SAS 2019: Exodus Spyware Found Targeting Apple iOS Users

The surveillance tool was signed with legitimate Apple developer certificates.

SINGAPORE— The Exodus spyware that was recently found lurking in 25 different malicious apps on Google Play has been ported to the Apple iOS ecosystem.

The surveillance package can exfiltrate contacts, take audio recordings and photos, track location data and more on mobile devices. Earlier this month, word came that Google had booted a raft of Exodus-laden apps.

According to Lookout, it turns out that iOS versions had become available outside the App Store, through phishing sites that imitate Italian and Turkmenistani mobile carriers. These are notable in that they abused the Apple Developer Enterprise program.

According to Lookout and other research from Security Without Borders, the spyware appears to have been under development for at least five years. It’s a three-stage affair, starting with a lightweight dropper that then fetches a large second-stage payload that contains multiple binaries with most of the spy goods housed within them. Finally, a third stage typically uses the Dirty COW exploit (CVE­2016­5195) to obtain root privileges on a targeted device.

In delving into the technical details, Lookout saw evidence of a fairly sophisticated operation, suggesting that it may have been initially marketed as a legitimate package for the government or law-enforcement sectors.

“Several technical details indicated that the software was likely the product of a well­-funded development effort and aimed at the lawful intercept market,” researchers said in an analysis shared with Threatpost ahead of a presentation at the Security Analyst Summit (SAS) 2019, which kicks off in Singapore this week. “These included the use of certificate-pinning and public key encryption for command-and-control (C2) communications, geo­restrictions imposed by the C2 when delivering the second stage, and the comprehensive and well-implemented suite of surveillance features.”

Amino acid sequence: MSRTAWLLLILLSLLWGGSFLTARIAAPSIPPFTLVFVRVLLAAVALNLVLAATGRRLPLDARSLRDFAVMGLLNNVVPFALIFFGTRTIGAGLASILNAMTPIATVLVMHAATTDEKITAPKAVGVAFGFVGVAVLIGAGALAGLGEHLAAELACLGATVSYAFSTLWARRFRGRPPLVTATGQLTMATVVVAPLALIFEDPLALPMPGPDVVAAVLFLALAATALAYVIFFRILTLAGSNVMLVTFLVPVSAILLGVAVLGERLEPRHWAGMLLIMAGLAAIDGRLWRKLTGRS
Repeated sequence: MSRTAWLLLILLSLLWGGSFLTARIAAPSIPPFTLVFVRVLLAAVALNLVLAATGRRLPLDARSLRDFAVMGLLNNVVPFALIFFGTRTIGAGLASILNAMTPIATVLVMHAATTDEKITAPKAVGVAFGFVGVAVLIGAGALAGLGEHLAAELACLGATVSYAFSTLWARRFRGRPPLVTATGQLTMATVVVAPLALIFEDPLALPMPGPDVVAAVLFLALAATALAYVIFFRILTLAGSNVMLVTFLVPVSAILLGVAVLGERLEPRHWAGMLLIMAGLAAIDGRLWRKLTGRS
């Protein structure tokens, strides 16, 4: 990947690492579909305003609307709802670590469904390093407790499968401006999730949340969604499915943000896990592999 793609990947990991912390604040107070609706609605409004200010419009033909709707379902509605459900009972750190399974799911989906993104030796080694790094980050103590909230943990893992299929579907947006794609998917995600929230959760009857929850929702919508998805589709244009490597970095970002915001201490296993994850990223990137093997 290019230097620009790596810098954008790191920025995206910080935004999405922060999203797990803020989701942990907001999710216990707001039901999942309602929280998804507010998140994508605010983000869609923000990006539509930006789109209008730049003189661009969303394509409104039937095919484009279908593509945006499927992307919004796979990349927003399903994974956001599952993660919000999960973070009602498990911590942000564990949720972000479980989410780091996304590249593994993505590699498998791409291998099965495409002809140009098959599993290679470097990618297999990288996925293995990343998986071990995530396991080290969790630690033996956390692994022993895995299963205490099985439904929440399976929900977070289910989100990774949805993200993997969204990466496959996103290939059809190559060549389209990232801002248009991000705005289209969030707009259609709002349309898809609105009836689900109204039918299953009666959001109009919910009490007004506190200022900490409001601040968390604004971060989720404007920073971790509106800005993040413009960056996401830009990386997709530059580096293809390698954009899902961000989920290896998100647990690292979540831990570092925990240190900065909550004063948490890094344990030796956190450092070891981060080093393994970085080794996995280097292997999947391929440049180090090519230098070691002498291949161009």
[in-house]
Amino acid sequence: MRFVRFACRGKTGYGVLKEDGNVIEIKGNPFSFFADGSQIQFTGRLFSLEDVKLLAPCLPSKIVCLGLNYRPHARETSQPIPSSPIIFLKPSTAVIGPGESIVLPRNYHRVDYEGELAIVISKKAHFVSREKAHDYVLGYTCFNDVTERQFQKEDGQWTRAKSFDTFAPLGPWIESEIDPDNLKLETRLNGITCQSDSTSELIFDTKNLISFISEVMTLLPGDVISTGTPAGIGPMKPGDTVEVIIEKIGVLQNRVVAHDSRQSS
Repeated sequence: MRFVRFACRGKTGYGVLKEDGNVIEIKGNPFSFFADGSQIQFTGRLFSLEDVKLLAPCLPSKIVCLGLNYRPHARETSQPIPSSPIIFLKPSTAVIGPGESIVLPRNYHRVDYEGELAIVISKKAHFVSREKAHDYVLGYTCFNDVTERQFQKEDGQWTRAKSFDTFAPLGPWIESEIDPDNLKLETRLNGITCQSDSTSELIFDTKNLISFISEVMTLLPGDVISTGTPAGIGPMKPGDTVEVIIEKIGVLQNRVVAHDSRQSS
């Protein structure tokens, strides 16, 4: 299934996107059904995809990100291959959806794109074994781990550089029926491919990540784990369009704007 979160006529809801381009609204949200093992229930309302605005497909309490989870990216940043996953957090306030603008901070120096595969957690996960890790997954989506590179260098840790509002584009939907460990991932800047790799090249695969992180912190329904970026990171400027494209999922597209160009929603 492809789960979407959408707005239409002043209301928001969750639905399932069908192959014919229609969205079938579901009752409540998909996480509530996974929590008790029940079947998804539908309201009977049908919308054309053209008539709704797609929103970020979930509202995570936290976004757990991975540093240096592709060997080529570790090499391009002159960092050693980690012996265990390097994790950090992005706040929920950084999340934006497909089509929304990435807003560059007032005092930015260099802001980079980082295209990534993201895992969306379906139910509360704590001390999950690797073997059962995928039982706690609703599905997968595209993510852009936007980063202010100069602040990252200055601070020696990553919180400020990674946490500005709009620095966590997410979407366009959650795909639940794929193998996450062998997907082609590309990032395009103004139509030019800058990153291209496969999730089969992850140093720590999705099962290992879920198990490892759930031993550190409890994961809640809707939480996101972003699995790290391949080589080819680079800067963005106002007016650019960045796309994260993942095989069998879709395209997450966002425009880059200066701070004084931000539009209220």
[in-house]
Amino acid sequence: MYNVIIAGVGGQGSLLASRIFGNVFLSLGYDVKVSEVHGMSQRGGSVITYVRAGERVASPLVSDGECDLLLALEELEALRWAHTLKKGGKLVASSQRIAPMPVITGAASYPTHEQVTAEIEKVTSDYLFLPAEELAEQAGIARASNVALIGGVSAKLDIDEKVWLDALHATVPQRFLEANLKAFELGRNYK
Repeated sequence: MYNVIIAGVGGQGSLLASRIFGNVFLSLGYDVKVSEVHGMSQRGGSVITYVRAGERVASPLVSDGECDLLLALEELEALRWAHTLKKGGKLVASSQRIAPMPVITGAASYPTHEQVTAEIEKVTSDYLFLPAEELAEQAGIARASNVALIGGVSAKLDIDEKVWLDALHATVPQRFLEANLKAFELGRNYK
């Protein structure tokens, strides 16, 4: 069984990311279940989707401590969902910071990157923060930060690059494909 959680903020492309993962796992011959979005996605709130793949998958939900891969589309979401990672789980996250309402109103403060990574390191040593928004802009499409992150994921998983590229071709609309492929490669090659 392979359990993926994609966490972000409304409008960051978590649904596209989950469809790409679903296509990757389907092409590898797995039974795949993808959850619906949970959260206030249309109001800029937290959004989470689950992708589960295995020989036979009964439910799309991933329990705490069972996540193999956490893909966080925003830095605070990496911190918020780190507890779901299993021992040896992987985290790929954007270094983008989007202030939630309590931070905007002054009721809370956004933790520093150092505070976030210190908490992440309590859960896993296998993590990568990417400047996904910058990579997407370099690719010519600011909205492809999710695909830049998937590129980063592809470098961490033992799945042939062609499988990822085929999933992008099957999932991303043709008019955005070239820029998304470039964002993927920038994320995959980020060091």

Analysis of the Android samples led the researchers to several samples of an iOS variant, which further examination revealed to be served up on clever phishing sites. The adversaries spoofed both Wind Tre SpA, an Italian telecom operator, and TMCell, the state-owned mobile operator in Turkmenistan, to target iPhone users, according to Lookout.

In order to spread the iOS app outside of the official App Store, the cybercriminals abused Apple’s enterprise provisioning system, which allowed them to sign the apps using legitimate Apple certificates.

“The Apple Developer Enterprise program is intended to allow organizations to distribute proprietary, in­house apps to their employees without needing to use the iOS App Store,” Lookout researchers explained. “A business can obtain access to this program only provided they meet requirements set out by Apple. It is not common to use this program to distribute malware, although there have been past cases where malware authors have done so.”

The apps themselves dovetailed with the phishing sites, purporting to be help apps offered by the carriers. They instructed users to “keep the app installed on your device and stay under WiFi coverage to be contacted by one of our operators.”